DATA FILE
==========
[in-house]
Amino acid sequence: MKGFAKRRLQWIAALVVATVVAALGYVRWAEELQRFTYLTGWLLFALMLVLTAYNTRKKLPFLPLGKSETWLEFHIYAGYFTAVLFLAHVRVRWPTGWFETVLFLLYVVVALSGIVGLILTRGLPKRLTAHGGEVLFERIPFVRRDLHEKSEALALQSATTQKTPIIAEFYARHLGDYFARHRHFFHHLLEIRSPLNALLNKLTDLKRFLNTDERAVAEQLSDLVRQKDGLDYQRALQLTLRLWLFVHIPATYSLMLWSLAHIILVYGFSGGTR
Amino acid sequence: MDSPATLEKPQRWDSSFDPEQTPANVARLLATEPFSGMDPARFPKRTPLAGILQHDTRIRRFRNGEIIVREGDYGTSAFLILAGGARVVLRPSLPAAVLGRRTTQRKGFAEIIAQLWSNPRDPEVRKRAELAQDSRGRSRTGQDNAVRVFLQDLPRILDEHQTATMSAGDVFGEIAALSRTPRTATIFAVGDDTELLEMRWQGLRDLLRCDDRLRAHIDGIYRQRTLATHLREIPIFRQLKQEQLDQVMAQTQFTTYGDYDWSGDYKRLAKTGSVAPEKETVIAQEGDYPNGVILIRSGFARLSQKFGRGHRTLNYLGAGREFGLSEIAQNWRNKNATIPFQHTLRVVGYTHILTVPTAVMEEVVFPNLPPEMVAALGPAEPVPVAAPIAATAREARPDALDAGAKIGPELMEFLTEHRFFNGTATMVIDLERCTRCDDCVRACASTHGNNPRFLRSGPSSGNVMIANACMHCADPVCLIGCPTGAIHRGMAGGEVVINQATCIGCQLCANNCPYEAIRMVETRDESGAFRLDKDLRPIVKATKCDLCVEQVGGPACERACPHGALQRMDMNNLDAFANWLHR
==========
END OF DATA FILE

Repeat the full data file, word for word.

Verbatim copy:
[in-house]
Amino acid sequence: MKGFAKRRLQWIAALVVATVVAALGYVRWAEELQRFTYLTGWLLFALMLVLTAYNTRKKLPFLPLGKSETWLEFHIYAGYFTAVLFLAHVRVRWPTGWFETVLFLLYVVVALSGIVGLILTRGLPKRLTAHGGEVLFERIPFVRRDLHEKSEALALQSATTQKTPIIAEFYARHLGDYFARHRHFFHHLLEIRSPLNALLNKLTDLKRFLNTDERAVAEQLSDLVRQKDGLDYQRALQLTLRLWLFVHIPATYSLMLWSLAHIILVYGFSGGTR
Amino acid sequence: MDSPATLEKPQRWDSSFDPEQTPANVARLLATEPFSGMDPARFPKRTPLAGILQHDTRIRRFRNGEIIVREGDYGTSAFLILAGGARVVLRPSLPAAVLGRRTTQRKGFAEIIAQLWSNPRDPEVRKRAELAQDSRGRSRTGQDNAVRVFLQDLPRILDEHQTATMSAGDVFGEIAALSRTPRTATIFAVGDDTELLEMRWQGLRDLLRCDDRLRAHIDGIYRQRTLATHLREIPIFRQLKQEQLDQVMAQTQFTTYGDYDWSGDYKRLAKTGSVAPEKETVIAQEGDYPNGVILIRSGFARLSQKFGRGHRTLNYLGAGREFGLSEIAQNWRNKNATIPFQHTLRVVGYTHILTVPTAVMEEVVFPNLPPEMVAALGPAEPVPVAAPIAATAREARPDALDAGAKIGPELMEFLTEHRFFNGTATMVIDLERCTRCDDCVRACASTHGNNPRFLRSGPSSGNVMIANACMHCADPVCLIGCPTGAIHRGMAGGEVVINQATCIGCQLCANNCPYEAIRMVETRDESGAFRLDKDLRPIVKATKCDLCVEQVGGPACERACPHGALQRMDMNNLDAFANWLHR